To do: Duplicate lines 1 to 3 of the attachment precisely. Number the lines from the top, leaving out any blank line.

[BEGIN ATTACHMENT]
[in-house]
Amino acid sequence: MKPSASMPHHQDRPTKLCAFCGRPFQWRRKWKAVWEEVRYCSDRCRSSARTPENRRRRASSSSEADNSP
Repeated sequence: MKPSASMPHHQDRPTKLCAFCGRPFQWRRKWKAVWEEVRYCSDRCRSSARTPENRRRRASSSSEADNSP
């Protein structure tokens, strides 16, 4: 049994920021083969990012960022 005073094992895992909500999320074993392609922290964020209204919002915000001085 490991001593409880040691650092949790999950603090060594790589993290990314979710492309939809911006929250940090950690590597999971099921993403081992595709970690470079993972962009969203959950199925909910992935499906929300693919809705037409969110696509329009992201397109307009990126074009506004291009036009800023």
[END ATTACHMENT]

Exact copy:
[in-house]
Amino acid sequence: MKPSASMPHHQDRPTKLCAFCGRPFQWRRKWKAVWEEVRYCSDRCRSSARTPENRRRRASSSSEADNSP
Repeated sequence: MKPSASMPHHQDRPTKLCAFCGRPFQWRRKWKAVWEEVRYCSDRCRSSARTPENRRRRASSSSEADNSP